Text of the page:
There are many, many threads (some quite recent) on every facet of this issue.
On one extreme are kids who will go to college, no matter what.
On the other extreme, there are kids who will go pro if drafted - no matter what. (I knew a kid who took 35k and was cut the very next year.)
I just did an analysis for a PAC-12 coach to be included in presentations to the drafted portion (or likely draftable) of the recruiting class. Money-wise, if a kid develops in college as expected of a potential HS draftee [i.e., he will be a high single digit round], the monetary and MiLB trajectory/difference is surprisingly small. And, the potential problems if a HS kid quits during the life of his initial contract (I believe 6 years) include, but are not limited to: refunding a bonus (prorated) he's already paid taxes on and losing the MLB scholarship. In all events, he loses his college eligibility.
There's no harm in attending the requested workouts - if the player feels like it; it just adds to his experience base (my son did several and they were pretty cool; the workouts, however, were closer to the draft and fit nicely with his conditioning.)
Someone posted: "The same scouts will be around in three years. They want to get to know him and will follow him through college." It's a bit more nuanced than that straight line. IF the player goes to a college in the scout's area, the scout will continue to follow him; if the kid goes to school outside the area, another area scout will scout him. There is generally little to no interaction between a club's various area scouts (although all films and reports from whatever source and time will be in the club's database for viewing/reading). So, basically it's like starting over with a brand new person (scout). (Another nuance: many times scouts are deployed outside their home area during the summer - think summer collegiate leagues - and report on players seen during that assignment.)
One minor, transient benefit of being drafted and not signed is the ability to put it on your resume so people who simply don't understand the draft system are impressed. (In other words, baseball people aren't effected one way or the other; friends and peers are impressed.)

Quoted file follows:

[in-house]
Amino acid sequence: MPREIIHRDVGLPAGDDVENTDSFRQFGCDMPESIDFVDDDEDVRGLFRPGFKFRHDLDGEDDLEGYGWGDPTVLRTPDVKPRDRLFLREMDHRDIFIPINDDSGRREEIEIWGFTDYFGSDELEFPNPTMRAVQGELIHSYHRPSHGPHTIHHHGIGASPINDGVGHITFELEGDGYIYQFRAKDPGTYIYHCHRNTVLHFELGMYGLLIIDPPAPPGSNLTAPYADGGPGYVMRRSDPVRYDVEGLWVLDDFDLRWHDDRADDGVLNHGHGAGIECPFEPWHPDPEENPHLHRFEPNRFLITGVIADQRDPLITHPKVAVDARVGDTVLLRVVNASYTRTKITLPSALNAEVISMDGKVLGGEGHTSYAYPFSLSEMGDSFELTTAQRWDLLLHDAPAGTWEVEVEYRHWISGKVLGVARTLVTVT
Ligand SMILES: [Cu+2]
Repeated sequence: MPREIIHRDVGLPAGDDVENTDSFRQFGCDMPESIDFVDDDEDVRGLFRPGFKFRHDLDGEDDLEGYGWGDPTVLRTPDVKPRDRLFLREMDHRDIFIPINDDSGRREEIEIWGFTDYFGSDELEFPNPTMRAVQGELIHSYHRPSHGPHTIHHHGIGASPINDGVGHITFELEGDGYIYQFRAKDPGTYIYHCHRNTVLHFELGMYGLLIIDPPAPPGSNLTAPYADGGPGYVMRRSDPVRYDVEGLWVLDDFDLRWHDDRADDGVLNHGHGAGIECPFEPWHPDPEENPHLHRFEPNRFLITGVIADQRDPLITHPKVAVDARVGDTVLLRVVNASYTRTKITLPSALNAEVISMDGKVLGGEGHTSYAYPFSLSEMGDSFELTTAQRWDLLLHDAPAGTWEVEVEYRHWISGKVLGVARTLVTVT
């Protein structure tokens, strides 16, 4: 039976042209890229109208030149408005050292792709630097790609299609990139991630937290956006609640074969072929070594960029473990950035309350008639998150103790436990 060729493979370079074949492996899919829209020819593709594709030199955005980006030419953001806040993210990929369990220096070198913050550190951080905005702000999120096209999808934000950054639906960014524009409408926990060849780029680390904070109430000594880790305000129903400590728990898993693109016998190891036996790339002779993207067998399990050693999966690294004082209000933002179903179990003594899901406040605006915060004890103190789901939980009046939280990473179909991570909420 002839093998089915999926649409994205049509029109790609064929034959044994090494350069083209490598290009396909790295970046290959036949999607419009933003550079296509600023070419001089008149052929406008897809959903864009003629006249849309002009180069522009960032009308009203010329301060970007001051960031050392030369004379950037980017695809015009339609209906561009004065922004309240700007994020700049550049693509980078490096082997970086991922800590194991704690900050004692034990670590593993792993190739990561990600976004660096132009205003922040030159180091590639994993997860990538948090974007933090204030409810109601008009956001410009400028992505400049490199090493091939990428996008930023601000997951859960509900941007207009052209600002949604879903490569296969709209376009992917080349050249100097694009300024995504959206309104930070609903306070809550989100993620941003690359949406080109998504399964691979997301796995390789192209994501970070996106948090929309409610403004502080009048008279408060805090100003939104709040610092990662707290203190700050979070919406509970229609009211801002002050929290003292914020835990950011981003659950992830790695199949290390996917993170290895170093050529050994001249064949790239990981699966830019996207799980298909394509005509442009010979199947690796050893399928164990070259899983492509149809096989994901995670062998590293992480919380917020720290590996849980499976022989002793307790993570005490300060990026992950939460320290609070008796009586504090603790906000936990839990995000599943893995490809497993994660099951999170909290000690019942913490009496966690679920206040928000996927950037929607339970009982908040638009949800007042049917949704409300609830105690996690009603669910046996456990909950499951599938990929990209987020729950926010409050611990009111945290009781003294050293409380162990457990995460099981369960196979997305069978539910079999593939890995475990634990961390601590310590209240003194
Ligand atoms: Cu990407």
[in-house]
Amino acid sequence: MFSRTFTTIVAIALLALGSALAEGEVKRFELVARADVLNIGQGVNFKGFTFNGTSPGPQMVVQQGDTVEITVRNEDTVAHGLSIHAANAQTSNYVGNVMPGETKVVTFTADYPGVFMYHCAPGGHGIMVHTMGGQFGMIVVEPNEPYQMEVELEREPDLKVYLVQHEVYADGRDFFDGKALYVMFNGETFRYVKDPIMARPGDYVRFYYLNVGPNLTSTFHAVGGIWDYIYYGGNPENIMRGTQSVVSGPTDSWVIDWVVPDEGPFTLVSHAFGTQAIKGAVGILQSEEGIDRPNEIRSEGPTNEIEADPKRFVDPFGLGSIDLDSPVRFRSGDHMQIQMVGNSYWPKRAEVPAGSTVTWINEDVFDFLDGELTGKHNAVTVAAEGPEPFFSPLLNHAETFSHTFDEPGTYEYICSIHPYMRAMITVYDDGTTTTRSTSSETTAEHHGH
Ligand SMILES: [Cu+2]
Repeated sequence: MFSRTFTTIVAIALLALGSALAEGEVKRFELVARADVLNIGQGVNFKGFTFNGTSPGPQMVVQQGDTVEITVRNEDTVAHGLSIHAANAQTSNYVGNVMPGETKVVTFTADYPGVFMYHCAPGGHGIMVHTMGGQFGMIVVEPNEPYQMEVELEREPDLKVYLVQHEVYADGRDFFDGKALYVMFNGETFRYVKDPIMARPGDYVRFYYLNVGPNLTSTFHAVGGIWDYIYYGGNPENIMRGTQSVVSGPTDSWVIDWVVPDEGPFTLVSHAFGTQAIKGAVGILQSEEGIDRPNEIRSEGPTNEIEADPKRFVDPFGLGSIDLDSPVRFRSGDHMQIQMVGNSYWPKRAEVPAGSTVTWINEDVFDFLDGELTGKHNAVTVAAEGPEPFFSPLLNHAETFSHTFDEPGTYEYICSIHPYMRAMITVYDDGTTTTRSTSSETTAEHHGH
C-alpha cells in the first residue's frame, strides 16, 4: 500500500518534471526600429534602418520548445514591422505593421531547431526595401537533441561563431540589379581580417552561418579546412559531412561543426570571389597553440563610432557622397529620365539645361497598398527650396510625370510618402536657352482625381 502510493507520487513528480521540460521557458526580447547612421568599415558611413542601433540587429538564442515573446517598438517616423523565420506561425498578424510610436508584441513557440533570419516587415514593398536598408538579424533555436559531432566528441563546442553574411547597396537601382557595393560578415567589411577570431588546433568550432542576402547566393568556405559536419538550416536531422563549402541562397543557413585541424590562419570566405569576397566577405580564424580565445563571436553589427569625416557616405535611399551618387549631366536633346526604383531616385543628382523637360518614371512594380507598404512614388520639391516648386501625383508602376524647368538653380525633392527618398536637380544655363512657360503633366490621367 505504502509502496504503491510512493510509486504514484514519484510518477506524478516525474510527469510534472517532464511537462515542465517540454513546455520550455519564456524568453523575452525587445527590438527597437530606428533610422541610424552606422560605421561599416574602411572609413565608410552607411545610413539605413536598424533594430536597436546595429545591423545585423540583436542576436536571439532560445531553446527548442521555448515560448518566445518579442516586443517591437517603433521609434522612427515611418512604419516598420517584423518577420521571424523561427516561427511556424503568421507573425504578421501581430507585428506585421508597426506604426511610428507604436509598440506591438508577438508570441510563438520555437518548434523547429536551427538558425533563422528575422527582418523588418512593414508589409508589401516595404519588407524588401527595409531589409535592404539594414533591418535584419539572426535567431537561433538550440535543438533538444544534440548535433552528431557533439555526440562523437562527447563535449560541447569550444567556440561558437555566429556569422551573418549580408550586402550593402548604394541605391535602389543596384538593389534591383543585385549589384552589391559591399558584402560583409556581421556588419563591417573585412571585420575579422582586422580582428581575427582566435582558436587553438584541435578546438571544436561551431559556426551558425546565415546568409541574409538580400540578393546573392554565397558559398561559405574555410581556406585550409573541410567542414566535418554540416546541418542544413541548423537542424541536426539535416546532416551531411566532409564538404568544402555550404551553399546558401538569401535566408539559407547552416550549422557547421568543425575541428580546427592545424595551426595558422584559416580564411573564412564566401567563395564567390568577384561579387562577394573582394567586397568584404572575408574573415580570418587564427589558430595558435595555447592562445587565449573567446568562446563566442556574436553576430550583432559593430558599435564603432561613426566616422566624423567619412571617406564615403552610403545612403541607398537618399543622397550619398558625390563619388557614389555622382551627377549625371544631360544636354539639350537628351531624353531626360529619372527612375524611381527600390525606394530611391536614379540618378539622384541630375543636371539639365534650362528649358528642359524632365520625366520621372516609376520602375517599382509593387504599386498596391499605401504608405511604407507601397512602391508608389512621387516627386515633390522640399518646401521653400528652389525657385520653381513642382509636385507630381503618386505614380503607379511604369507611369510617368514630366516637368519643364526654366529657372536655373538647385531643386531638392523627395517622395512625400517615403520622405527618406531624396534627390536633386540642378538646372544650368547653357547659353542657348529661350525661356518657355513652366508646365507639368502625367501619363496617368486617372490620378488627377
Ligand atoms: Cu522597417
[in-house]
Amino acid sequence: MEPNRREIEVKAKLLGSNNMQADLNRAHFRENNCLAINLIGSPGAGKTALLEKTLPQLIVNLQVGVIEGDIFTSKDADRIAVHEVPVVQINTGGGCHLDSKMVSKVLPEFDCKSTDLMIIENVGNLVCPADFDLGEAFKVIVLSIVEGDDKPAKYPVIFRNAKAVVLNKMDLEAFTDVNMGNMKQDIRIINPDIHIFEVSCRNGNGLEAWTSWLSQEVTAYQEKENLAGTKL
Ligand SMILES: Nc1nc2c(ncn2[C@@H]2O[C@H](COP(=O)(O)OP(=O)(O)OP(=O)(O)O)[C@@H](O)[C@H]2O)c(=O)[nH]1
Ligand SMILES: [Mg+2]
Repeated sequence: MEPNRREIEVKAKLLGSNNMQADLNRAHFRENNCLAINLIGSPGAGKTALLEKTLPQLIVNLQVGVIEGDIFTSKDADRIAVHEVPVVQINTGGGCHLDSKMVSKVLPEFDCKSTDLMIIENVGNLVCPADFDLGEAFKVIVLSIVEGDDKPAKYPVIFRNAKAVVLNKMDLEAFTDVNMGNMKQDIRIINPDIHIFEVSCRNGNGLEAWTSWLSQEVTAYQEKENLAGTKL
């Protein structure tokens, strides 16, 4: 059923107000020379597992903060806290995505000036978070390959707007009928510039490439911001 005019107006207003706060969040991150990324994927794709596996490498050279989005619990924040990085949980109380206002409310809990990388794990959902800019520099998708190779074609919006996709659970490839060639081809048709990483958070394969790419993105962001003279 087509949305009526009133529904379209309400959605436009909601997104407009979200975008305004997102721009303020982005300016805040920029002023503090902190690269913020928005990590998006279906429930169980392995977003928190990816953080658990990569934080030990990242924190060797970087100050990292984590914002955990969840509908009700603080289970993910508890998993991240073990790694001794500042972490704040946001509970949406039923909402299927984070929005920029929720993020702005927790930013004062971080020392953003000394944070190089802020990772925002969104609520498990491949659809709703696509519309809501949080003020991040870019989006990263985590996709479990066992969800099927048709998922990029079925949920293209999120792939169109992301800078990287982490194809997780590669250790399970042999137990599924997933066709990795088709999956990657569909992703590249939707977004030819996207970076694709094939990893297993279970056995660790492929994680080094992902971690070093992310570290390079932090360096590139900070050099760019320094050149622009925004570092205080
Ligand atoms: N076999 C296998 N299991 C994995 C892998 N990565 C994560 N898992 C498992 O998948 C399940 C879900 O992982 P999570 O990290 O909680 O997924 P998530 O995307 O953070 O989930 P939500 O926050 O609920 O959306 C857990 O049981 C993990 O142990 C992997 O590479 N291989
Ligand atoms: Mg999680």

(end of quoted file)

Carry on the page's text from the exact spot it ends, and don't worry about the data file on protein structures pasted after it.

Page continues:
It's flattering and confirmatory to be scouted in HS. The system is designed to excite and overwhelm a player and the family. The best approach is to understand what is happening; what are the advantages and disadvantages of either option. An advisor may or may not have your kid's best interest in mind; every advisor brings his/her bias to the table and, therefore, it is up to the family to do the research and in-depth analysis which is then analyzed according to the player's unique position in life. SO, DIG OUT THE PAST THREADS and determine his particular, unique variables.
(I know HS draftees who are in MLB, I know a few who rocketed to MLB for a brief cup of coffee and were cut 5 years after getting drafted, I know kids who were released after a year or two of MiLB, and I know a few who are now 8 - 10 years in MiLB with and without wives and kids. I even know one who was drafted in 2010 who got his degree while playing. There is no predicting how it comes out, except for the lack of a degree or progress towards one for the overwhelming majority.)
Imo, the low risk decision is go to college. A kid - and EVERY HS DRAFTEE IS A KID - gives up alot to play out of HS and has a totally different life trajectory than one who goes to college, and I'm not sure the HS draftee gets all that much.
Pro-ball is a special kind of hell for HS kids.